91st Constitution Amendment Act (2003)

The lawmakers saw the unfair use of the exception provision of the Anti-Defection Law surging uncontrollably. In 2003, the 91st Amendment Act made changes to the initial Anti-Defection Law. The split numbers of the members were increased to two-third from the one-third, to merge with another party. Now if the two-third members of a party decide to split up and merge with another party or form a new party they shall be immune from the disqualification under the Anti-Defection Law.

91st Amendment also barred the member who is disqualified and his/her ministerial appointment until the period of disqualification or re-elected whichever is earlier.
The decision of the disqualification of the member shall be taken by the presiding officer of the House (in case of MPs) or the State Assemblies (in case of MLAs) and the decision of that presiding officer shall be final.

Landmark Case Laws

Kihoto Hollohan v. Zachillhu and Others (1992)[1]

In this case, the Supreme Court held that the 10th Schedule gives the sweeping power to the presiding officer to decide upon the disqualification of the members and his decision shall be final, Supreme Court restricts the decision power of the presiding officer as final and puts his decision open to judicial review through appeal in High Court or Supreme Court.

Supreme Court also held that judiciary will only intervene once the order is passed from the presiding officer on the disqualification issue, not before that.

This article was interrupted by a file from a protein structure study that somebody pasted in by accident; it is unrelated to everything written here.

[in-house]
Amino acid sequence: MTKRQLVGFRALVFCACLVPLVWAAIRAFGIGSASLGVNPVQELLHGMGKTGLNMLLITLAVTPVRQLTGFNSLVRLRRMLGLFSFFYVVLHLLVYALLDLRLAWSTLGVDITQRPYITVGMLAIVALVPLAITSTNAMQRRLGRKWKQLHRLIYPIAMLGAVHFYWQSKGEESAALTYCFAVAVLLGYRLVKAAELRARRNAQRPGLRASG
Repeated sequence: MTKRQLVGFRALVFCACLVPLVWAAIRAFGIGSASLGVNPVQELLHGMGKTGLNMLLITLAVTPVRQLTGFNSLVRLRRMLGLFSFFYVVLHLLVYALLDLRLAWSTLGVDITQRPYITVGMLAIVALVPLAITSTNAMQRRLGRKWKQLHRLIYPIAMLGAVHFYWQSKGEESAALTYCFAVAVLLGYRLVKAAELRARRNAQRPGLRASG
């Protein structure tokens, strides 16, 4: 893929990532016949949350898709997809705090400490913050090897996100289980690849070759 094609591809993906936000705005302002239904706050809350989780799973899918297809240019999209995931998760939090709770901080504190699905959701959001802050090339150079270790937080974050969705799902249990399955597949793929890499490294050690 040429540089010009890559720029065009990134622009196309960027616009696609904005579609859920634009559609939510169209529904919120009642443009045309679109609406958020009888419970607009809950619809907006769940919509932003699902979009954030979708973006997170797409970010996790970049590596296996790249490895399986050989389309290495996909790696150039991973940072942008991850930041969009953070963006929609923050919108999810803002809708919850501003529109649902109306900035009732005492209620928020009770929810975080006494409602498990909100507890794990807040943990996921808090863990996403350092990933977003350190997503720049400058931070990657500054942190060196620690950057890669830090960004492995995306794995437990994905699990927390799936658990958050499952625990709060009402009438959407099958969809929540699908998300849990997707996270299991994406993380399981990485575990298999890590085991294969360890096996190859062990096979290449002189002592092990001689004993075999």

Supreme Court also clarifies that Paragraph 2 of Schedule 10 does not violate the freedom of speech and expression of the elected members under Article 105 and 194.

Shrimanth Balasaheb Patil v. The Hon’ble Speaker, Karnataka Legislative Assembly and Ors., (2019)[2]

In this recent case when the 17 MLAs rebelled against their party, the presiding officer i.e. Speaker of the Legislative Assembly disqualifies those 17 MLAs, bans on them on contesting in an election until 2023. Supreme Court upheld the decision of the Speaker for disqualification of the 17 MLAs. Further Supreme Court denies the ban on contesting in election till 2023.
In this case the Supreme Court held the decision of the Presiding Officer as ultra vires.

Keisham Meghachandra Singh v. The Hon’ble Speaker, Manipur Legislative Assembly and Ors., (2020)[3]

In this case the Speaker of the Manipur Legislative Assembly slept on a disqualification petition filed for the defected members for three years. The Supreme Court held in this recent case that the Speaker must decide within 3 months from the disqualification petition is filed except in extraordinary circumstances. Supreme Court suggested the Parliament redefine the power of the Speaker. The Apex Court also suggested the formation of an independent tribunal for disqualification petitions for defected members.

Anti-Defection Law: Defected?

Position of the Members